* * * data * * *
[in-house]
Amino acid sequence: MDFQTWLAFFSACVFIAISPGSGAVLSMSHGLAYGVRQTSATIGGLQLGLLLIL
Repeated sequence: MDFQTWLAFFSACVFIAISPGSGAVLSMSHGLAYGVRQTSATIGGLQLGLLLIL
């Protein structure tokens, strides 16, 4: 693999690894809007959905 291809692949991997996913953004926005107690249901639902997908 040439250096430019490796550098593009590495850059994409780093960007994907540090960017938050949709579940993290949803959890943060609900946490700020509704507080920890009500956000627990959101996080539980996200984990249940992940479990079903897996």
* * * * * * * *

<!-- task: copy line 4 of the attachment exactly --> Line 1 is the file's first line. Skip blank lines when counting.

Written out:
């Protein structure tokens, strides 16, 4: 693999690894809007959905 291809692949991997996913953004926005107690249901639902997908 040439250096430019490796550098593009590495850059994409780093960007994907540090960017938050949709579940993290949803959890943060609900946490700020509704507080920890009500956000627990959101996080539980996200984990249940992940479990079903897996």